Christine Choy: Documenting African-Chinese Relations
NEW YORK—Christine Choy is an unassuming, unabashed, unrelenting Chinese-American woman with short, white, wavy hair and strong opinions.
Choy grew up in Mao’s China, where propaganda posters were used to unite workers under the red communist flag. But having spent most of her life abroad, living in South Korea, Germany, Africa, and the United States, Choy prides herself in having experienced many cultures, and knowing the difference between true understanding of others and superficial unity.
She studied architecture at New York University and film directing at the American Film Institute in Los Angeles. Now, she’s a senior course film lecturer at NYU’s Tisch School of the Arts.
She’s also the director of “Ghina,” a documentary about the life of Chinese migrants living in Ghana and the tensions between the locals and the Chinese.
Her Lower East Side apartment is spotless and smells of cigarette smoke.
As I walked into her opened door one August afternoon, I found Choy with her feet up on the couch, reviewing Oscar nomination contenders on a small DVD player.
Without taking her eyes off the screen, she told me to have a seat.
Before our interview about “Ghina,” which I screened during the Asian American International Film Festival in New York, she told me I must know two things.
First, she hates the title of the documentary; and second, it’s not finished yet.
“It’s the first time in my life I’ve had to re-edit,” she said.
“Ghina” is Choy’s take on the life of Chinese migrants in Africa who have had difficulty assimilating and are still seen as outsiders, despite the fact that they arrived in the 1980s. Most of the local Ghanaians see the Chinese migrants as exploiters of their land and people.
Choy wanted to boldly document the racism, the tension, and the growing distrust between the two cultures that failed to understand each other. She wanted to title the film “Chings in the Dark Land.”
“People thought it was too racist, but I said ‘That’s more catchy,'” Choy said.
“Ghina” follows a Chinese factory owner and a Chinese restaurant owner, as well as local Ghanaians and Ghanaian professors. Take the issue of showing up to work on time—Chinese and Ghanaians clash over what “on time” means. Ghanaians blame the Chinese for cultural insensitivity, and the Chinese call Ghanaians lazy, an accusation long held among colonizers about Africans in general.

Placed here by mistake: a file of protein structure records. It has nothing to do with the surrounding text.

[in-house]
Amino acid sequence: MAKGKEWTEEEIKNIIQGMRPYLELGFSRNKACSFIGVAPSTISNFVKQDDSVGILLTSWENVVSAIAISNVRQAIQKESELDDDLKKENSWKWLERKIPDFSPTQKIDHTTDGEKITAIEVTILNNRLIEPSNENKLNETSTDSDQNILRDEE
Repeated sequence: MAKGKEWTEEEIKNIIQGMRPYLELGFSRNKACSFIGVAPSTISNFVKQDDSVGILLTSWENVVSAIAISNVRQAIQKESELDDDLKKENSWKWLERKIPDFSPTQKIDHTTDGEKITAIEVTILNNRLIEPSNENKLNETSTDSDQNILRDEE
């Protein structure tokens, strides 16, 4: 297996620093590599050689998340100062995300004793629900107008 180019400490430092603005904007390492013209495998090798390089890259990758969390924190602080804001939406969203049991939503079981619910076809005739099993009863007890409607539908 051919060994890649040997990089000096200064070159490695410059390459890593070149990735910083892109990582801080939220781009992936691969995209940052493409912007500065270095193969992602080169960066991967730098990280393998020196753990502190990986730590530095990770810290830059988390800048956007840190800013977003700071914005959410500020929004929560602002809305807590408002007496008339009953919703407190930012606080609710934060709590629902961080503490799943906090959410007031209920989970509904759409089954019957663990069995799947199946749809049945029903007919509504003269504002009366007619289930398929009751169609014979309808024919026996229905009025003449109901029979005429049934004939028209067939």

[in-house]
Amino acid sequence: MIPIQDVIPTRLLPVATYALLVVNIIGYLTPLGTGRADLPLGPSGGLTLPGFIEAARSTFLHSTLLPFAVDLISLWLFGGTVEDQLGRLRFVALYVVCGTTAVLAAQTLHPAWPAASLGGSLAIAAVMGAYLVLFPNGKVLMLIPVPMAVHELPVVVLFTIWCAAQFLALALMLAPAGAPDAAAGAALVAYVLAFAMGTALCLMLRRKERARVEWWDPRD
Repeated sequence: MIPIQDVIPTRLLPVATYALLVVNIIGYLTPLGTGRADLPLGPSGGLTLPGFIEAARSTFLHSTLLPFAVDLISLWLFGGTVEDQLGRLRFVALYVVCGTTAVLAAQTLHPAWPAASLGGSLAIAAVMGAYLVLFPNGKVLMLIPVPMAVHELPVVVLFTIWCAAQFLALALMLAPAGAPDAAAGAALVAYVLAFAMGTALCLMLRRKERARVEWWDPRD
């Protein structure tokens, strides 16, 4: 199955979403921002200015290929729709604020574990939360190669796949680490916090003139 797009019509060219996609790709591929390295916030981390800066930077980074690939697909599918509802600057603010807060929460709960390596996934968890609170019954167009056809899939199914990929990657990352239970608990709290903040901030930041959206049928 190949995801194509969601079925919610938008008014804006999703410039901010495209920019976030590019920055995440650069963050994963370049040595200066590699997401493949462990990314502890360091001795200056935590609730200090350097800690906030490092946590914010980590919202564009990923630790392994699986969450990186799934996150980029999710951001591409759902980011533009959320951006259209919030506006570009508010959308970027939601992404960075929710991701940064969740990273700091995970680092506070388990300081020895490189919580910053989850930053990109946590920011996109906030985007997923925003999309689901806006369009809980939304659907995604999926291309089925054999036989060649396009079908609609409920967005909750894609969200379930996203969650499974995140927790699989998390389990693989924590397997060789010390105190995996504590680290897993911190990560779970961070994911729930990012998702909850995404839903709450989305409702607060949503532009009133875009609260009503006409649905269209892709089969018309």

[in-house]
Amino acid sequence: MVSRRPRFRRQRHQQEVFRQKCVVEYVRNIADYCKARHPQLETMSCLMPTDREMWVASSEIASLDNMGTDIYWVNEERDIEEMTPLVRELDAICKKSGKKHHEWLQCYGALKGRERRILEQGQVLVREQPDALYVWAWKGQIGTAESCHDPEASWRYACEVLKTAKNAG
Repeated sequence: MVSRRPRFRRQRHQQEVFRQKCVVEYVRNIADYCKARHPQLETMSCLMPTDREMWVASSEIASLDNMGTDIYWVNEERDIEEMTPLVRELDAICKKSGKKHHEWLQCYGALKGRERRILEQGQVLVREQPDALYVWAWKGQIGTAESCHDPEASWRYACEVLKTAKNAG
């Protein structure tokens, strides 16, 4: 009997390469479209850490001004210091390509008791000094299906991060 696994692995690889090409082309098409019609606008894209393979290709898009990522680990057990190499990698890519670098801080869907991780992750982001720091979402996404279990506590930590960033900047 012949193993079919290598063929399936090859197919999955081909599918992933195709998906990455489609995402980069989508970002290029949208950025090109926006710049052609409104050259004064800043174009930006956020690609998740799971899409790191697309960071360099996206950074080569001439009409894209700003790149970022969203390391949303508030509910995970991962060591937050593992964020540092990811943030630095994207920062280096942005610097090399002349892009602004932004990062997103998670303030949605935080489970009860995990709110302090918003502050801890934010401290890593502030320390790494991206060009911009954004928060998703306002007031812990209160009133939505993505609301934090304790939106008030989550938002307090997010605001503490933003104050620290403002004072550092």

Racism was exactly what Choy wanted to highlight.
“Theoretically I thought it should be a film about how racism, like any commodity, can be exported,” she said.
Director Christine Choy interviewing Ghanaians in their homes during the shooting of “Ghina.” (www.filmnewsnow.org)
Choy said that if she were president, she’d make interracial marriage mandatory.
“This is the only way to solve the [racism] problem,” Choy explained.
She told me about her travels to China and the harsh climate she had to endure in Beijing while doing archival research, and her extensive knowledge of the history of African-Chinese relations. She interrupted her long speeches with drags on her cigarette, which she kept lighting up and putting out.
After showing the film to her African friends, they were angered and told her “this film is very disturbing.” For her next edit of the film, Choy wants to hire an African film editor to make the documentary more balanced.
“Make it shorter, raise more questions than answers, but be much more daring to reveal the contradiction between the races,” she said.
Her iPhone rang.
“Old fling,” she said, dismissing the call.
Choy holds the title of first Asian to be part of Tisch’s faculty, and people like to use the term “pioneer” to describe her contribution to cinema.
“I don’t like the term ‘pioneer.’ I just say to myself, I did whatever I did because I was totally pissed off at the lack of representation of women, minorities, have-nots, African-American, Latino, American Indians,” she said.
Choy said she feels that everyone is always trying to inundate her with propaganda, whether it be communism or commercialism. So she tries to lessen the effect by being completely open before taking on a project.
“Almost like Zen. I cleanse myself; I don’t have any preconceived ideas whatsoever,” she said.
Choy is working on two other films along with ideas for future projects.
Other than looking for an African editor for “Ghina” and reworking the documentary, Choy is also directing a documentary about a Chinese-American with a complex family background.
She’d like to call the documentary “The Future of China.”
Another project she’s revisiting is her documentary from 20 years ago, called “April 29.” The documentary is about Rodney King’s death at the hands of the LAPD.
To find out more about the film, visit: www.filmnewsnow.org.